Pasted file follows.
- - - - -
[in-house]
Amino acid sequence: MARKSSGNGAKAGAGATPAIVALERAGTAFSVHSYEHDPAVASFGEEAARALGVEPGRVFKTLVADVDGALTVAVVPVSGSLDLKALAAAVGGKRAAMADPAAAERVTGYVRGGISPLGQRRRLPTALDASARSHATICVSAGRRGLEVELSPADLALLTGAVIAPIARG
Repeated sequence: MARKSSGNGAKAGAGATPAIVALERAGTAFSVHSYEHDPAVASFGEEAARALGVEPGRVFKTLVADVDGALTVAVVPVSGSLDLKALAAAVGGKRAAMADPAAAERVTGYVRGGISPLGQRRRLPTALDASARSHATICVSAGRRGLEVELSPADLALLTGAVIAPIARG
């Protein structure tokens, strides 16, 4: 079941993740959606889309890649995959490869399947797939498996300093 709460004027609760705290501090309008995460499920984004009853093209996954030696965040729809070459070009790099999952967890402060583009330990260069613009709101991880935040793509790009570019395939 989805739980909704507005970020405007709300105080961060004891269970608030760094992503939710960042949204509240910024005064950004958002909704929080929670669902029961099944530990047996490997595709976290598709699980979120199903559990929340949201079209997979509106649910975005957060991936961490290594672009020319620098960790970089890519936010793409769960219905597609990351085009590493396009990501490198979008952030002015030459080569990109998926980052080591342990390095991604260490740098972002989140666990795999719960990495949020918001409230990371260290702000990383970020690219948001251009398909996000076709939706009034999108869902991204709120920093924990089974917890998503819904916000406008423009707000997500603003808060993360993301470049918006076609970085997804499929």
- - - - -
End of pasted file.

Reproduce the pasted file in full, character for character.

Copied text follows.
[in-house]
Amino acid sequence: MARKSSGNGAKAGAGATPAIVALERAGTAFSVHSYEHDPAVASFGEEAARALGVEPGRVFKTLVADVDGALTVAVVPVSGSLDLKALAAAVGGKRAAMADPAAAERVTGYVRGGISPLGQRRRLPTALDASARSHATICVSAGRRGLEVELSPADLALLTGAVIAPIARG
Repeated sequence: MARKSSGNGAKAGAGATPAIVALERAGTAFSVHSYEHDPAVASFGEEAARALGVEPGRVFKTLVADVDGALTVAVVPVSGSLDLKALAAAVGGKRAAMADPAAAERVTGYVRGGISPLGQRRRLPTALDASARSHATICVSAGRRGLEVELSPADLALLTGAVIAPIARG
């Protein structure tokens, strides 16, 4: 079941993740959606889309890649995959490869399947797939498996300093 709460004027609760705290501090309008995460499920984004009853093209996954030696965040729809070459070009790099999952967890402060583009330990260069613009709101991880935040793509790009570019395939 989805739980909704507005970020405007709300105080961060004891269970608030760094992503939710960042949204509240910024005064950004958002909704929080929670669902029961099944530990047996490997595709976290598709699980979120199903559990929340949201079209997979509106649910975005957060991936961490290594672009020319620098960790970089890519936010793409769960219905597609990351085009590493396009990501490198979008952030002015030459080569990109998926980052080591342990390095991604260490740098972002989140666990795999719960990495949020918001409230990371260290702000990383970020690219948001251009398909996000076709939706009034999108869902991204709120920093924990089974917890998503819904916000406008423009707000997500603003808060993360993301470049918006076609970085997804499929």